Credit Market Doomsday #2
This from yesterday’s Wall Street Journal, a different take on the credit markets. It appears that some people are getting nervous about the credit markets.
. . . . In this fast-growing arena of loans to business -- these days, mostly, private equity deals -- lending proceeds as if the subprime debacle were some minor skirmish in a little known, far away land.
How curious that so many in the financial community should remain blissfully oblivious to live grenades scattered around the high-yield playing field. Amid all the asset bubbles that we've seen in recent years -- emerging markets in 1997, Internet and telecoms stocks in 2000, perhaps emerging markets or commercial real estate again today -- the current inflated pricing of high-yield loans will eventually earn quite an imposing tombstone in the graveyard of other great past manias.
In recent months, lower credit bonds -- conventionally defined as BB+ and below -- have traded at a smaller risk premium (as compared to U.S. Treasuries) than ever before in history. Over the past 20 years, this margin averaged 5.42 percentage points. Shortly before the Asian crisis in 1998, the spread was hovering just above 3 percentage points. Earlier this month, it touched down at a record 2.63 percentage points. That's less than 8% money for high-risk borrowers. . . .
. . . . The low spreads have been accompanied by less tangible indicia of imprudent lending practices: the easing of loan conditions ("covenants," as they are known in industry parlance), options for borrowers to pay interest in more paper instead of cash, financings to deliver large dividends to shareholders (generally private equity firms) and perhaps most importantly, a general deterioration in the credit quality of borrowers.
In 2006, a record 20.9% of new high-yield lending was to particularly credit-challenged borrowers, those with at least one rating starting with a "C." So far this year, that figure is at 33%. No exaggeration is required to pronounce unequivocally that money is available today in quantities, at prices and on terms never before seen in the 100-plus years since U.S. financial markets reached full flower.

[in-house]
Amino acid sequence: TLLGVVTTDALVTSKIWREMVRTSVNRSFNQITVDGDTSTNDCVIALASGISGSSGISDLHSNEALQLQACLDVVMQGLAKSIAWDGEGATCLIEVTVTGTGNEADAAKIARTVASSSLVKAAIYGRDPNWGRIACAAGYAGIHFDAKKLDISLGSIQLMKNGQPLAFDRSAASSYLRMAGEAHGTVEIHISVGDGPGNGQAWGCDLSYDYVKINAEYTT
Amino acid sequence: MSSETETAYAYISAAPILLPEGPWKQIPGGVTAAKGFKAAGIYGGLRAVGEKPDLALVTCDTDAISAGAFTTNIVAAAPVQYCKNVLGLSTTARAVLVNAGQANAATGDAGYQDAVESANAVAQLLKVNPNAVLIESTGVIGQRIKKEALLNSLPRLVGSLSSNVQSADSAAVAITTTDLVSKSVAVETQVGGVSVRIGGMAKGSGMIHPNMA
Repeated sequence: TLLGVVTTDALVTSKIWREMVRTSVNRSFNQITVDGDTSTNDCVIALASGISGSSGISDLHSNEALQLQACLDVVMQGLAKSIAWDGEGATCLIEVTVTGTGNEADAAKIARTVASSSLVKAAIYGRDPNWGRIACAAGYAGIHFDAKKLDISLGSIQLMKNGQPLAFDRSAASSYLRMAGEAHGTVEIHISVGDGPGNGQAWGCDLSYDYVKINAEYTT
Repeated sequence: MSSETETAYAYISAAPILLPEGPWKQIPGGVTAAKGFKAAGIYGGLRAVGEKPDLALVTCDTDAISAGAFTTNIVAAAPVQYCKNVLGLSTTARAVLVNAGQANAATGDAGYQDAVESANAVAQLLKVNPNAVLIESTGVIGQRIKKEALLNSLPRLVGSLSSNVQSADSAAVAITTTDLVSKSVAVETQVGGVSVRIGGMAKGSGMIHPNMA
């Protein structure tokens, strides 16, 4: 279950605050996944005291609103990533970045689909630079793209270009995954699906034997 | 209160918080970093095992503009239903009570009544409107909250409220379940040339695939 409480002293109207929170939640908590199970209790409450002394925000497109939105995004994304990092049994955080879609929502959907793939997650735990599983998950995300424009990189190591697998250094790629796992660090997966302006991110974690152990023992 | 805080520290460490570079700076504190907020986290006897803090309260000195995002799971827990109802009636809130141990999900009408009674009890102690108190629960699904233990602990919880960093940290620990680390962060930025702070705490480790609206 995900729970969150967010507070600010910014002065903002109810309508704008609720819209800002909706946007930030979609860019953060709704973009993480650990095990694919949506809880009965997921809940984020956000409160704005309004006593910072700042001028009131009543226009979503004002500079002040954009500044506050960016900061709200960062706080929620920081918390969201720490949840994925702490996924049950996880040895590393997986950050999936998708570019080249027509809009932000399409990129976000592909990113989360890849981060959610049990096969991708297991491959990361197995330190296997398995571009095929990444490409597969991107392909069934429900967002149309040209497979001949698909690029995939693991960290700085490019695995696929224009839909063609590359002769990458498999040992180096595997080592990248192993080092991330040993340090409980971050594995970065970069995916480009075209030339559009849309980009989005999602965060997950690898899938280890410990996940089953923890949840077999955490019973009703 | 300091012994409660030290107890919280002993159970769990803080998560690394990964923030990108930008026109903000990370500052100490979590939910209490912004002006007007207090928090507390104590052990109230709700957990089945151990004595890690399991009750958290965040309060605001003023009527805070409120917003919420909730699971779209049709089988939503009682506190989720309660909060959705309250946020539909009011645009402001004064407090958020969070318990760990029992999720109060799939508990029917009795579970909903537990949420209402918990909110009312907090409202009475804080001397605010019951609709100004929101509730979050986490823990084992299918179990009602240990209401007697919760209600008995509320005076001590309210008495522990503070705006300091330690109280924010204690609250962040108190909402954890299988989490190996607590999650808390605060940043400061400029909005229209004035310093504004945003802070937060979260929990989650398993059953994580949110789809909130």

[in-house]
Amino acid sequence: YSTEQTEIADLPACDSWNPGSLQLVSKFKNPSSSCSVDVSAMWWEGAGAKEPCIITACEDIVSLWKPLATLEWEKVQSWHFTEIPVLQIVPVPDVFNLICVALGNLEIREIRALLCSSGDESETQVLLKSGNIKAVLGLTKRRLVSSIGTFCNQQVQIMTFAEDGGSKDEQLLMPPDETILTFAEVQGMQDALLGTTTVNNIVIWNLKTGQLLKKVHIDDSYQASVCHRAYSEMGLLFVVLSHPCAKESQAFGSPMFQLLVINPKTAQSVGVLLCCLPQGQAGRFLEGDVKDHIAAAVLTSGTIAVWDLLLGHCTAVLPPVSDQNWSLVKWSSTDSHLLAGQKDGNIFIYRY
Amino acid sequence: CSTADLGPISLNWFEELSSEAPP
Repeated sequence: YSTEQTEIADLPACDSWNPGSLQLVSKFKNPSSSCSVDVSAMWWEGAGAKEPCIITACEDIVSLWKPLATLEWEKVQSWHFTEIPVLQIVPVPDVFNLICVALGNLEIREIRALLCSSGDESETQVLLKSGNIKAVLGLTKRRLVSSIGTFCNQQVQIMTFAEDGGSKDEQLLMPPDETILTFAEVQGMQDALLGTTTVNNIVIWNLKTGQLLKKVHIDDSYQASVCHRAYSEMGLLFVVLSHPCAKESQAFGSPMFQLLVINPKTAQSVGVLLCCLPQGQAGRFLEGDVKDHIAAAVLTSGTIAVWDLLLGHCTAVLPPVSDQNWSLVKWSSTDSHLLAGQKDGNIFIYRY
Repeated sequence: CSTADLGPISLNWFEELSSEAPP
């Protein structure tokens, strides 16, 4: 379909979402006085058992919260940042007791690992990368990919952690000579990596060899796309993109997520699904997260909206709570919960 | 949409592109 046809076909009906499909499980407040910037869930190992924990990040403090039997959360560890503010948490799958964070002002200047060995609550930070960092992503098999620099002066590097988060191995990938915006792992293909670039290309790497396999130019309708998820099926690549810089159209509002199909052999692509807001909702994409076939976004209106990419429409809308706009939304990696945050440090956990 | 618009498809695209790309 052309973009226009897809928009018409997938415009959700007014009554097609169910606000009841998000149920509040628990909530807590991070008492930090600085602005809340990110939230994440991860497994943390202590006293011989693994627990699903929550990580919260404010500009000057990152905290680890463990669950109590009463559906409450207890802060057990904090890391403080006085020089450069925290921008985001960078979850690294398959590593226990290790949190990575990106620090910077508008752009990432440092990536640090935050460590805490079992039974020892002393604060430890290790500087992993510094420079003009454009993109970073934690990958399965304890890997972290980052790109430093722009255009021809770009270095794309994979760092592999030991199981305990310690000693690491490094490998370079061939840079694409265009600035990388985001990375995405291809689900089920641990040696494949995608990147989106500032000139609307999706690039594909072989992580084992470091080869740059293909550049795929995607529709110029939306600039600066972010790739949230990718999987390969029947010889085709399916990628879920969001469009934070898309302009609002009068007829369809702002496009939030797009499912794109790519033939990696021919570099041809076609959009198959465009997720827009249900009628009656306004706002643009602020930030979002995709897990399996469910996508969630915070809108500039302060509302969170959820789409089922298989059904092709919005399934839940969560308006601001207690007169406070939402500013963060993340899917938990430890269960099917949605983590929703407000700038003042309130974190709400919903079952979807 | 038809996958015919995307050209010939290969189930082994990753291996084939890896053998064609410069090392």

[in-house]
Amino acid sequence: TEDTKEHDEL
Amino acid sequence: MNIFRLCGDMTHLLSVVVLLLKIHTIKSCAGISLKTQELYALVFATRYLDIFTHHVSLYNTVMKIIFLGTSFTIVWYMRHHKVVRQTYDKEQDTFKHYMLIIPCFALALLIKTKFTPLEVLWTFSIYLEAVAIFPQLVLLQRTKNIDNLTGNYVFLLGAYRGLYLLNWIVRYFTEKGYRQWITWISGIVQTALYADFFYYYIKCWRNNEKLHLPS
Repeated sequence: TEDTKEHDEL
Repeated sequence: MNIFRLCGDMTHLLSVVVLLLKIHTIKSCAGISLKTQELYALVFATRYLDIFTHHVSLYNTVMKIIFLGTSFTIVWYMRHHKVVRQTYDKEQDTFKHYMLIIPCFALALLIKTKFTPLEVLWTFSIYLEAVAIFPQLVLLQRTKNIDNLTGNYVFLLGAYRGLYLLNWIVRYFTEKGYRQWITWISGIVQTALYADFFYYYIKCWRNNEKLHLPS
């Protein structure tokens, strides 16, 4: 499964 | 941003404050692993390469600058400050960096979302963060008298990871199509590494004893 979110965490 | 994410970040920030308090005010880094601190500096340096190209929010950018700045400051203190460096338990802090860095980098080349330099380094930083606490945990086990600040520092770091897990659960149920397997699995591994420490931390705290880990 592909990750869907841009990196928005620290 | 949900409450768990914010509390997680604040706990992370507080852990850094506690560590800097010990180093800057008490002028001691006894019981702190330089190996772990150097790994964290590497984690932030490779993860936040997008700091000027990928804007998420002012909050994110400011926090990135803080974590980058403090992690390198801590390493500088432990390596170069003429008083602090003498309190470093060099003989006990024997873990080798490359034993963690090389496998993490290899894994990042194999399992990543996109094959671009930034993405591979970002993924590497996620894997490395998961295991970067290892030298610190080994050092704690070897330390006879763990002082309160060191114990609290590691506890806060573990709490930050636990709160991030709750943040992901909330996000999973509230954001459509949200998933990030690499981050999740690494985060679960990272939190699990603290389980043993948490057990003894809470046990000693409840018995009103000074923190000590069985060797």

Why should so many theoretically sophisticated lenders be willing to bet so heavily in a casino with particularly poor odds? Strong economies around the world have pushed default rates to an all-time low, which has in turn lulled lenders into believing these loans are safer than they really are. Just 0.8% of high-yield bonds defaulted last year, the lowest in modern times. And with only three defaults so far this year, we've luxuriated in the first default-free months since 1997. By comparison, high-yield default rates have averaged 3.4% since 1970; higher still for paper further down the totem pole.
Like past bubbles, the current historical performance of high-yield markets has led seers and prognosticators to proclaim yet another new paradigm, one in which (to their thinking) the likelihood of bankruptcy has diminished so much that lenders need not demand the same added yield over the Treasury or "risk-free" rate that they did in the past.
The five most dangerous words in the English language – “it is different this time”.
But to think that corporate recessions -- and the attendant collateral damage of bankruptcies among overextended companies -- have been outlawed would be as foolhardy as believing that mortgages should be issued to home buyers with no down payments and no verification of financial status.
Some portion of this phenomenon seems to reflect tastes in Asia and elsewhere, where much of the excess liquidity resides: Foreign investors own only about 13% of U.S. equities but 43% of Treasury debt. In search of higher yields, these investors are moving into corporate and sovereign debt. Today, the debt of countries like Colombia trades at less than two percentage points above U.S. Treasuries, compared to 10 percentage points five years ago.